By Jill Bright | Guest Author Diana Hoffman | Chicago Title
Cryptocurrency is a digital currency in which transactions are verified and records maintained by a decentralized system using cryptography, rather than by a centralized authority.
Cryptocurrency leverages a technology called blockchain. A blockchain is a ledger that keeps track of cryptocurrency transactions. It is maintained across computers that are linked through a distributed network, rather than one central authority. Transactions are logged into a blockchain that protects the currency from being counterfeited and prevents transactions from being duplicated.
The blocks that make up the chain log in each transaction link together, making up a historical record or ledger. These virtual exchanges are difficult for law enforcement — or anyone else — to track. This can make it difficult to unveil the threat actors who demand payments in the form of cryptocurrency for a ransomware attack.
There are many types of cryptocurrencies, all with their own blockchains. The first — and most commonly used — is Bitcoin, which is open source. No one person, entity or regulator owns or controls bitcoin. Anyone and everyone can own and transfer in bitcoin.
Ether is the second most common cryptocurrency, according to law enforcement. Their online community is Ethereum, which touts as having built a booming digital economy and method for other creators to earn currency virtually. It is also available to anyone, anywhere in the world.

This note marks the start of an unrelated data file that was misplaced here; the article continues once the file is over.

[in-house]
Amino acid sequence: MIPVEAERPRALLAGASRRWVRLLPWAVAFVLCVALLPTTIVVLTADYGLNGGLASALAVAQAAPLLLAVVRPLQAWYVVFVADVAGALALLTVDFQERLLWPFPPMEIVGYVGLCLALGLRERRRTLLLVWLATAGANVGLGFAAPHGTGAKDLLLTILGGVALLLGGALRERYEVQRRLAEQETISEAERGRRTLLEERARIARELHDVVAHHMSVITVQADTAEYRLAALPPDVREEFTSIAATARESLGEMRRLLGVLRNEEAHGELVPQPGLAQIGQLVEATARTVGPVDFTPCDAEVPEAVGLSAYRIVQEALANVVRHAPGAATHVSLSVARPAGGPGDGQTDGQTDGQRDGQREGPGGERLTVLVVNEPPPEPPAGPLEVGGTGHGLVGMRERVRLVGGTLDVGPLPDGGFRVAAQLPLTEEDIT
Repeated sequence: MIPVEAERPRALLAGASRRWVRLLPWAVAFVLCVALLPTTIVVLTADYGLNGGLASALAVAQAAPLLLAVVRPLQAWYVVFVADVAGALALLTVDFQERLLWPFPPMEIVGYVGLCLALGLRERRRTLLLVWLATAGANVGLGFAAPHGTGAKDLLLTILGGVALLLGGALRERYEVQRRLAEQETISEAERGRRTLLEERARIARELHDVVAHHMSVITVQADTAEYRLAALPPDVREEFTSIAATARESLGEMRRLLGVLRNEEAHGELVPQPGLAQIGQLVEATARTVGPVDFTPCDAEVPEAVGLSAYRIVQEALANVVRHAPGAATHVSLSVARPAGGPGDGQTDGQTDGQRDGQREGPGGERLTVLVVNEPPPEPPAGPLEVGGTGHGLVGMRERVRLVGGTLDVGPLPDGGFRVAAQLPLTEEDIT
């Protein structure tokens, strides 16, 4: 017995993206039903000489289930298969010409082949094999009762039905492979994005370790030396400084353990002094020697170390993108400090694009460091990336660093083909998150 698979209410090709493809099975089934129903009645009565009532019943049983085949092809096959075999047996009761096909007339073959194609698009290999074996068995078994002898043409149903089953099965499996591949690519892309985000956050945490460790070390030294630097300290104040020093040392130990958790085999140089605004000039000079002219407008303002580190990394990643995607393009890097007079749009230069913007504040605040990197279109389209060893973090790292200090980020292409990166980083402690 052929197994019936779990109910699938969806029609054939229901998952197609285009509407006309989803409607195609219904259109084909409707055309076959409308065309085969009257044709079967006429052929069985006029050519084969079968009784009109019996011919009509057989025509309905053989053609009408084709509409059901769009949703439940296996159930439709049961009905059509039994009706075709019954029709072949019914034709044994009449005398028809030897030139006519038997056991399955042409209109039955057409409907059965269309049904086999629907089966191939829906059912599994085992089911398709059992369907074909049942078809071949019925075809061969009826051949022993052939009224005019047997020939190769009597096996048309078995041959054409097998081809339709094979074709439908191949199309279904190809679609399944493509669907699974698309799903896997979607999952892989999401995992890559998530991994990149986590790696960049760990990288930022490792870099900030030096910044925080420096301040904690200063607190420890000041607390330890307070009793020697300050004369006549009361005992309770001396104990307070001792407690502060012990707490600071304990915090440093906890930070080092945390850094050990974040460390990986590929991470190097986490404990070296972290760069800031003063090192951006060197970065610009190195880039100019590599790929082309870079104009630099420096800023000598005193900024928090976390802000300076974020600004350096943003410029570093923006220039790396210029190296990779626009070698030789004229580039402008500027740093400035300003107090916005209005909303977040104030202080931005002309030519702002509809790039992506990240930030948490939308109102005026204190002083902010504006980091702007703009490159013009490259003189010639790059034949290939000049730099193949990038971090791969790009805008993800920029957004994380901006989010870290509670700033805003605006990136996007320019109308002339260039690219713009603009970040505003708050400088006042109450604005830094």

The U.S. Department of Justice has a National Cryptocurrency Enforcement Team (NCET). This team investigates illegal activities that utilize cryptocurrency to perpetrate their crimes. Ransomware is one of their focuses since the hackers demand the ransom be paid in cryptocurrency.
The NCET continues to hone its skills and develop ways to track the payments (depending on the type of cryptocurrency being used) to identify the perpetrator. In some cases, they can catch criminals when they cash in their cryptocurrency through exchanges.
The establishment of the NCET demonstrates the seriousness of these crimes and how they threaten our economy. In addition, new or added regulations are being proposed throughout all branches of the U.S. Government.
Article provided by contributing author:
Diana Hoffman, Corporate Escrow Administrator
FNTG/National Escrow Administration